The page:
September 24, 2011: Trailing 20-7 with 49 seconds left in the first half against second-ranked LSU, Smith stepped to the line. Given the choice between handing off the ball or throwing a screen pass to his left, Smith chose the latter.

    He took the snap and threw in the direction of his open receiver. The result was catastrophic.

    Coming on a blitz, LSU's Tyrann Mathieu leapt up, batted the ball straight into the air, caught it, and raced to the 1-yard line. LSU scored on the next play, and, despite Smith's 463 yards passing, the Mountaineers eventually lost, 47-21.

    "That's on Geno," Holgorsen would say of the play after the game. "If he thinks he can get it over him, he thinks he can get it over him … That's something Geno has to do a better job of."
    Smith's decision making is reflected in his stats - he hasn't thrown an INT this year in 204 attempts.

    I try to separate the stats for Smith from his tools. I try to independently observe his tools, rate them in some way and then compare him to other QBs past and present. I'm impressed with his decision making, that he knows where to put the ball with multiple targets. His efficiency is great. The fact that he doesn't toss INTs is as much his arm strength and ball placement as it is his reads.

    I don't see the same jump to the ball that I saw with Griffin III - less in terms of velocity. But that's just an observation, not necessarily a critique.

    It's not like Smith is lacking in the velocity or arm strength department, just not on the level of Griffin III or even Tannehill. Smith can "loft" the ball at times on the Vert passes. Griffin's plain of trajectory was more straightline. Geno's spin sometimes is on or off. Against Texas he had some nice rotation. Other times it has some wobble.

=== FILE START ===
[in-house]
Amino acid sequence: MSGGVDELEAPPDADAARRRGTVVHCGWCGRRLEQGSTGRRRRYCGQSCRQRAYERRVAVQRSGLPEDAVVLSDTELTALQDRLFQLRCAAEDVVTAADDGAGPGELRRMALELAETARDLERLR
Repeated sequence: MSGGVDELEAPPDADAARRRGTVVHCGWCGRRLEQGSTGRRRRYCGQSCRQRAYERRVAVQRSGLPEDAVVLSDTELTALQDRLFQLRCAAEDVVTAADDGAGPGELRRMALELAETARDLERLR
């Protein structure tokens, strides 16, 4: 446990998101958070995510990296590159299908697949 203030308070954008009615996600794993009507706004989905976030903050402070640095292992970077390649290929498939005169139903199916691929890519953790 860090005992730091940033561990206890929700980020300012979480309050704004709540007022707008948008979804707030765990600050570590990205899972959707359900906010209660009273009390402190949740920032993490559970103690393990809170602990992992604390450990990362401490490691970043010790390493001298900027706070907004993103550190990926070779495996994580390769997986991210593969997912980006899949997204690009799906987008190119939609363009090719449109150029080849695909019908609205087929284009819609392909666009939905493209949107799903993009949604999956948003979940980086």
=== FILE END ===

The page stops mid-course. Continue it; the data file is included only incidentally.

The throwing motion is also different. Griffin would start fairly high with the arm motion, finish with a long follow-through - really snap his arm, generate torque and velocity. Geno, it's different. The elbow starts low, looks a bit like V. Young, he "pushes" the throw with the forearm. The elbow finishes higher in the follow-through than where it started, but ... it's just different.

    When Geno steps into his passes with his stride, it's less noticeable, mostly see it on the bucket throws. Sometimes the motion makes me think of a baseball motion moreso than a football QBs motion.

    (I don't know, just thinking outloud).

    From the article:
    Holgorsen's brand relies a bit more on running the ball to set up a vertical passing game.
    This is where some reminiscent skillset to RG3 exists. Griffin III was masterful as a Vertical downfield thrower while at Baylor. Smith, I believe is on his way, but not the same level.

    It's not for lack of reading a defense, Geno sees it all-right. In comparison, I never really trusted Newton's read. His decision making can be suspect at times. There are throws that Newton makes on pure brute strength, less precision. Likewise he can turn the ball over for forcing something. Geno seems to be more guarded as it pertains to reads and decision making.

    The most common concern about system quarterbacks is that college productivity doesn't translate to pro success, but for Smith, the plays he's running, albeit in a spread offense, are essentially NFL ones.

    The running game is based on the inside and outside zone, the passing plays are found in every NFL team's playbook in one form or another, and, this season in particular, Smith throws the ball vertically down the field.